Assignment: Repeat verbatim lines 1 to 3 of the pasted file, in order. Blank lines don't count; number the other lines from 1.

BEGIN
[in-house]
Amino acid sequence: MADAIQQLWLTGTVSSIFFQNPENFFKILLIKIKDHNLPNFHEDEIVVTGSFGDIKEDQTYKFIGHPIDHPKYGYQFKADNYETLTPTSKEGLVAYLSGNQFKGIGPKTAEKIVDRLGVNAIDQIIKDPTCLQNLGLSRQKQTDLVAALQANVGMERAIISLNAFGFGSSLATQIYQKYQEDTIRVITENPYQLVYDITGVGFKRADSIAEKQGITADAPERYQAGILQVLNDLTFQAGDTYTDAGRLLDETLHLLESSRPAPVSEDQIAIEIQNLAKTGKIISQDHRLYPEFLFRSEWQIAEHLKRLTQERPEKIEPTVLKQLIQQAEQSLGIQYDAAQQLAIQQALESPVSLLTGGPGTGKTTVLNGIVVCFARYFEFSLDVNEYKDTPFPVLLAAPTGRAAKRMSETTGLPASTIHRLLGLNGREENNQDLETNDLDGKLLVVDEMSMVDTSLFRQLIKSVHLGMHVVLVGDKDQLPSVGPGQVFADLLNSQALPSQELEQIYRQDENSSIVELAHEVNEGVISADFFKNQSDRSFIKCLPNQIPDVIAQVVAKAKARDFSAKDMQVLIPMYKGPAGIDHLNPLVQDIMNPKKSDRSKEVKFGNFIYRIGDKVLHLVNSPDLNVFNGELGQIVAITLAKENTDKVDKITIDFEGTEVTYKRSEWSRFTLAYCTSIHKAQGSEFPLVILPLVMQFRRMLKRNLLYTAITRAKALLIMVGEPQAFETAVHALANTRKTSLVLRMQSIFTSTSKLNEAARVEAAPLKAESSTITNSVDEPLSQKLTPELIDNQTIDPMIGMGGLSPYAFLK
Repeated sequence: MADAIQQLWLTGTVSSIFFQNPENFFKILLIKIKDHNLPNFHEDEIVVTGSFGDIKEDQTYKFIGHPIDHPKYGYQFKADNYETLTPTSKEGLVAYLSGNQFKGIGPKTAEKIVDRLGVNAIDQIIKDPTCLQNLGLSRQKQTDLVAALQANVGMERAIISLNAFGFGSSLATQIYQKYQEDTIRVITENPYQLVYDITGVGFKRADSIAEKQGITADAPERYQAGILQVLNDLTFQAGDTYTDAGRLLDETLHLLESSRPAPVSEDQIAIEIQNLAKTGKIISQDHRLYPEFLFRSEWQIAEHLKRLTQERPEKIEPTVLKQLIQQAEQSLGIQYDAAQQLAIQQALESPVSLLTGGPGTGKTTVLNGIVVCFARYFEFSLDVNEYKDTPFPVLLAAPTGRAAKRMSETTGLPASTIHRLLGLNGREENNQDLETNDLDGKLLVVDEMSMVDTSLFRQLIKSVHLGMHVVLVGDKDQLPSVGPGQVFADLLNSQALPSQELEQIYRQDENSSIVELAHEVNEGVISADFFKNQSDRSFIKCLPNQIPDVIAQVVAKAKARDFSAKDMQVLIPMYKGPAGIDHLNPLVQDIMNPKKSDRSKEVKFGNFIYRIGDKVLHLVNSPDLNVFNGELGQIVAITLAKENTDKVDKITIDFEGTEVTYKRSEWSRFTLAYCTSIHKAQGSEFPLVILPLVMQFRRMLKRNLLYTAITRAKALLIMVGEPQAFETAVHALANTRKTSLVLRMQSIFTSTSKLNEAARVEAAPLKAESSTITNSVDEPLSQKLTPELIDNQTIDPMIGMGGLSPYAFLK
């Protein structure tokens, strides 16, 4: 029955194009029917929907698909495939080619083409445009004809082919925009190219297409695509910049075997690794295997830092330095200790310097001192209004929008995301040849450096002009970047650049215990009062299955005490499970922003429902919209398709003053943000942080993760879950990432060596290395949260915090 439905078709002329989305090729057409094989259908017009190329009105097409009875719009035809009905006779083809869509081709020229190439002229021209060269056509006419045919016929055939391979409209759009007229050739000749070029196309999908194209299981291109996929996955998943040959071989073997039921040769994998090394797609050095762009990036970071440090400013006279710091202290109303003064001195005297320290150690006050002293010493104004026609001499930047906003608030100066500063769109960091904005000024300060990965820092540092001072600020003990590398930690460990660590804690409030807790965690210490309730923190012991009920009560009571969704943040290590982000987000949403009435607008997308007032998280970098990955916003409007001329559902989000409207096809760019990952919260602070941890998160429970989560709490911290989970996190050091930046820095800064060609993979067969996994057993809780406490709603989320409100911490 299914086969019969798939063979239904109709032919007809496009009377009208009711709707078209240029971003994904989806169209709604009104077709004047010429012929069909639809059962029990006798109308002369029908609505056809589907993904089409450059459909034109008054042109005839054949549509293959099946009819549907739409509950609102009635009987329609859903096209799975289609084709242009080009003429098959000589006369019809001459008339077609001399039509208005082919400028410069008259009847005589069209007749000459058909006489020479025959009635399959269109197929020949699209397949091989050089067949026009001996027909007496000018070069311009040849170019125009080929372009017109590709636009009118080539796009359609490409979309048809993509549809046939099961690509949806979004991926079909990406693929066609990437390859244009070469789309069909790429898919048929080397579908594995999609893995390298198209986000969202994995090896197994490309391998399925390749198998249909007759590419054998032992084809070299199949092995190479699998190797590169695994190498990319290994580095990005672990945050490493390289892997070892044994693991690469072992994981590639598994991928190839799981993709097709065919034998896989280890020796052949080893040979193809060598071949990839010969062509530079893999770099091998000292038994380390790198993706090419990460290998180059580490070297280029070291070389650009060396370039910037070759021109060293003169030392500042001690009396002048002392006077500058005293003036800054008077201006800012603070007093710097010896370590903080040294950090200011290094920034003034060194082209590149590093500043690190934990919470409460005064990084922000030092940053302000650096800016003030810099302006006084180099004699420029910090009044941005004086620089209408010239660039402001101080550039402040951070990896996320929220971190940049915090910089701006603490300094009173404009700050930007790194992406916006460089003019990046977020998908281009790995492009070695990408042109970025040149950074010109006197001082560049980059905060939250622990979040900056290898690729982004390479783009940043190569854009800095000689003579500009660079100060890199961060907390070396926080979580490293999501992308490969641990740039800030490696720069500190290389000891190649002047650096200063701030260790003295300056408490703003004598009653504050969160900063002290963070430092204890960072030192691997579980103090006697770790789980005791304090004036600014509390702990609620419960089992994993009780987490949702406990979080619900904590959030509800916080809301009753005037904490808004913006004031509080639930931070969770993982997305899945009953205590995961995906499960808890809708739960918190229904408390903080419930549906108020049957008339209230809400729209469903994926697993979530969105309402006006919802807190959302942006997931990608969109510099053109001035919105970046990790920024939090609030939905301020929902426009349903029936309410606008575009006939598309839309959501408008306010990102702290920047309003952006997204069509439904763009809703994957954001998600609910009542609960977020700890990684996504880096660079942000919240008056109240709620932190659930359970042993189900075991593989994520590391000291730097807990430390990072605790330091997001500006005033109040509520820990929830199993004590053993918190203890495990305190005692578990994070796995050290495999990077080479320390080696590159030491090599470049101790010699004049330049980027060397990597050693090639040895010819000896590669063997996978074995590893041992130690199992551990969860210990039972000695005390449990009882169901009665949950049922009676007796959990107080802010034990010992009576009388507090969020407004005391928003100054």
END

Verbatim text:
[in-house]
Amino acid sequence: MADAIQQLWLTGTVSSIFFQNPENFFKILLIKIKDHNLPNFHEDEIVVTGSFGDIKEDQTYKFIGHPIDHPKYGYQFKADNYETLTPTSKEGLVAYLSGNQFKGIGPKTAEKIVDRLGVNAIDQIIKDPTCLQNLGLSRQKQTDLVAALQANVGMERAIISLNAFGFGSSLATQIYQKYQEDTIRVITENPYQLVYDITGVGFKRADSIAEKQGITADAPERYQAGILQVLNDLTFQAGDTYTDAGRLLDETLHLLESSRPAPVSEDQIAIEIQNLAKTGKIISQDHRLYPEFLFRSEWQIAEHLKRLTQERPEKIEPTVLKQLIQQAEQSLGIQYDAAQQLAIQQALESPVSLLTGGPGTGKTTVLNGIVVCFARYFEFSLDVNEYKDTPFPVLLAAPTGRAAKRMSETTGLPASTIHRLLGLNGREENNQDLETNDLDGKLLVVDEMSMVDTSLFRQLIKSVHLGMHVVLVGDKDQLPSVGPGQVFADLLNSQALPSQELEQIYRQDENSSIVELAHEVNEGVISADFFKNQSDRSFIKCLPNQIPDVIAQVVAKAKARDFSAKDMQVLIPMYKGPAGIDHLNPLVQDIMNPKKSDRSKEVKFGNFIYRIGDKVLHLVNSPDLNVFNGELGQIVAITLAKENTDKVDKITIDFEGTEVTYKRSEWSRFTLAYCTSIHKAQGSEFPLVILPLVMQFRRMLKRNLLYTAITRAKALLIMVGEPQAFETAVHALANTRKTSLVLRMQSIFTSTSKLNEAARVEAAPLKAESSTITNSVDEPLSQKLTPELIDNQTIDPMIGMGGLSPYAFLK
Repeated sequence: MADAIQQLWLTGTVSSIFFQNPENFFKILLIKIKDHNLPNFHEDEIVVTGSFGDIKEDQTYKFIGHPIDHPKYGYQFKADNYETLTPTSKEGLVAYLSGNQFKGIGPKTAEKIVDRLGVNAIDQIIKDPTCLQNLGLSRQKQTDLVAALQANVGMERAIISLNAFGFGSSLATQIYQKYQEDTIRVITENPYQLVYDITGVGFKRADSIAEKQGITADAPERYQAGILQVLNDLTFQAGDTYTDAGRLLDETLHLLESSRPAPVSEDQIAIEIQNLAKTGKIISQDHRLYPEFLFRSEWQIAEHLKRLTQERPEKIEPTVLKQLIQQAEQSLGIQYDAAQQLAIQQALESPVSLLTGGPGTGKTTVLNGIVVCFARYFEFSLDVNEYKDTPFPVLLAAPTGRAAKRMSETTGLPASTIHRLLGLNGREENNQDLETNDLDGKLLVVDEMSMVDTSLFRQLIKSVHLGMHVVLVGDKDQLPSVGPGQVFADLLNSQALPSQELEQIYRQDENSSIVELAHEVNEGVISADFFKNQSDRSFIKCLPNQIPDVIAQVVAKAKARDFSAKDMQVLIPMYKGPAGIDHLNPLVQDIMNPKKSDRSKEVKFGNFIYRIGDKVLHLVNSPDLNVFNGELGQIVAITLAKENTDKVDKITIDFEGTEVTYKRSEWSRFTLAYCTSIHKAQGSEFPLVILPLVMQFRRMLKRNLLYTAITRAKALLIMVGEPQAFETAVHALANTRKTSLVLRMQSIFTSTSKLNEAARVEAAPLKAESSTITNSVDEPLSQKLTPELIDNQTIDPMIGMGGLSPYAFLK